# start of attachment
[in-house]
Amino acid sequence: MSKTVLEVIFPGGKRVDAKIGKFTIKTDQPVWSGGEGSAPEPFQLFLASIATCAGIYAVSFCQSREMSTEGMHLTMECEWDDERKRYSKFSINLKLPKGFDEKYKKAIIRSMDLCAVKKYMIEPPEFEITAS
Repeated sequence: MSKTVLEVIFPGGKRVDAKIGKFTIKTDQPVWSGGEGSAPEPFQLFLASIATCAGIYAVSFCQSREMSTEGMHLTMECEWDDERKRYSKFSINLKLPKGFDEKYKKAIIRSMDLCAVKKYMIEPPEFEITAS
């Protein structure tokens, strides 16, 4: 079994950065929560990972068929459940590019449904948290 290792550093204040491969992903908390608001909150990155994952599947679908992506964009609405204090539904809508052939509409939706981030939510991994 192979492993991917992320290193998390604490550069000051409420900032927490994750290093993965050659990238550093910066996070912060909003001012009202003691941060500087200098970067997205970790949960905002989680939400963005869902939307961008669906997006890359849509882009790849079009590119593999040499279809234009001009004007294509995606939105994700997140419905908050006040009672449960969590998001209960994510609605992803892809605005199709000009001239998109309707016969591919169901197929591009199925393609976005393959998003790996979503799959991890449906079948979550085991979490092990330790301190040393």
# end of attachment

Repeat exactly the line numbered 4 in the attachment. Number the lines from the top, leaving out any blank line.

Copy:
């Protein structure tokens, strides 16, 4: 079994950065929560990972068929459940590019449904948290 290792550093204040491969992903908390608001909150990155994952599947679908992506964009609405204090539904809508052939509409939706981030939510991994 192979492993991917992320290193998390604490550069000051409420900032927490994750290093993965050659990238550093910066996070912060909003001012009202003691941060500087200098970067997205970790949960905002989680939400963005869902939307961008669906997006890359849509882009790849079009590119593999040499279809234009001009004007294509995606939105994700997140419905908050006040009672449960969590998001209960994510609605992803892809605005199709000009001239998109309707016969591919169901197929591009199925393609976005393959998003790996979503799959991890449906079948979550085991979490092990330790301190040393």